NULL

Wednesday, March 16, 2011

Digitized Sky Survey 2 image of Antares and Rho Ophiuchi region

Digitized Sky Survey 2 image of Antares and Rho Ophiuchi region
Click on the image for full resolution (3.2 MB)

This is a Digitized Sky Survey 2 image of Antares and Rho Ophiuchi region. Antares is the brightest star in the constellation Scorpius and the 16th brightest star in the sky. Antares is a red supergiant and an irregular variable. Its name means "rival of Mars" (Ares and Mars being, respectively, the Greek and Roman gods of war), a reference to its similar appearance to the Red Planet. In fact, since Antares lies within a zodiacal constellation, which contains the apparent path of the Sun and planets, it is commonly mistaken for Mars. With a diameter of 800 million km, it would, if put in place of the Sun, reach about halfway to Jupiter. A fierce stellar wind blowing from the surface of Antares has resulted in a circumstellar gas cloud, which is illuminated by the light from a hot B-type companion star that, at fifth magnitude, hides within the supergiant's bright glare (separation 3", magnitude 6.5, period 900 years). Because it contrasts with the brilliant reddish primary, Antares B may appear green. Rho Ophiuchi three-star system is to the upper right, the 22 Scorpi trinary lies just above Antares (near the center bottom). The globular cluster M4 is to the right of Antares.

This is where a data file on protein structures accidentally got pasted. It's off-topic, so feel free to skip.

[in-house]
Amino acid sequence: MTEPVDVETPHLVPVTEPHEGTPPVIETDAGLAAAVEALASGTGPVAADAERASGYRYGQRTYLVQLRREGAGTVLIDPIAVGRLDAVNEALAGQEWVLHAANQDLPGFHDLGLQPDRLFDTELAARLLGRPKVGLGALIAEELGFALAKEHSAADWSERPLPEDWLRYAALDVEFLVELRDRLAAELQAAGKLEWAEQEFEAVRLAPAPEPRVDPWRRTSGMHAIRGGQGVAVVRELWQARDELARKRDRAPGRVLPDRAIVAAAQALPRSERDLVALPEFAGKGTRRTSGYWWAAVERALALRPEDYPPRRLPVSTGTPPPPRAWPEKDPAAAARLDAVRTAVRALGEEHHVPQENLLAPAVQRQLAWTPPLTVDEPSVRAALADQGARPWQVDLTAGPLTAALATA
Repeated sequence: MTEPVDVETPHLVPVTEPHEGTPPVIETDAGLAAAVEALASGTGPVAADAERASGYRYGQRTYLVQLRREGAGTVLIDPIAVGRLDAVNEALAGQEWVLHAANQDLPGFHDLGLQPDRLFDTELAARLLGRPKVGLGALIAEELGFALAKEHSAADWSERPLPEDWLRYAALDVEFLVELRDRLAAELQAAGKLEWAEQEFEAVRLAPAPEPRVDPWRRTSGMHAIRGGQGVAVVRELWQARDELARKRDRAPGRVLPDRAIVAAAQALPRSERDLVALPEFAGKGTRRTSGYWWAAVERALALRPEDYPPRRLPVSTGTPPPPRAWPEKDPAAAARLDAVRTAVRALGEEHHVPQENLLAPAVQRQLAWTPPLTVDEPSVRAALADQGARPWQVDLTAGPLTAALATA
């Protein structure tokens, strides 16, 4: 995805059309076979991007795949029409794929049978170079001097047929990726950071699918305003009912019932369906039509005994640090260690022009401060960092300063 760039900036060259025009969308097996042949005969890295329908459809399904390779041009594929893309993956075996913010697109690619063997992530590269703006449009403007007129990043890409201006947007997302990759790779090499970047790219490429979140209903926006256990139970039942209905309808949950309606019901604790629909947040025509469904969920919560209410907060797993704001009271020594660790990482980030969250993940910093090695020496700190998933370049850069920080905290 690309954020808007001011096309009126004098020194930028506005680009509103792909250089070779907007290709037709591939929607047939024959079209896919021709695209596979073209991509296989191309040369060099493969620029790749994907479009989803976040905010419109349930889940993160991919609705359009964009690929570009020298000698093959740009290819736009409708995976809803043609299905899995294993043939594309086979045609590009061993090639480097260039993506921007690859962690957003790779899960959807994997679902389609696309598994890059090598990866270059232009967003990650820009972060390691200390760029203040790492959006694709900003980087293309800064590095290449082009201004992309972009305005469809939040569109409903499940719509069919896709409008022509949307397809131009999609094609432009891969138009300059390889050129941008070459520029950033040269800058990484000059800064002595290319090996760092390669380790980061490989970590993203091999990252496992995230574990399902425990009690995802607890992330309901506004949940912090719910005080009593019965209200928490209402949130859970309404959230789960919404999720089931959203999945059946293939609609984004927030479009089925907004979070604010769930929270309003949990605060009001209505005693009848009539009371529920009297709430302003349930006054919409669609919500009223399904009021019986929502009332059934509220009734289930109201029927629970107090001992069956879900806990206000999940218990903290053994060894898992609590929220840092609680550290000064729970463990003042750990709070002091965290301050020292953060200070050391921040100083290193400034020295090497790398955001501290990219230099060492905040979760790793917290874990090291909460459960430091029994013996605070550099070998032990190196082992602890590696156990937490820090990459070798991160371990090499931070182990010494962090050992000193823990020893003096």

The full resolution image weighs 3.2 MB, so please be patient when downloading!
Credit: Caltech/DSS2/Wikisky.org; Processing: Jean-Baptiste Faure

0 comment(s):

Post a Comment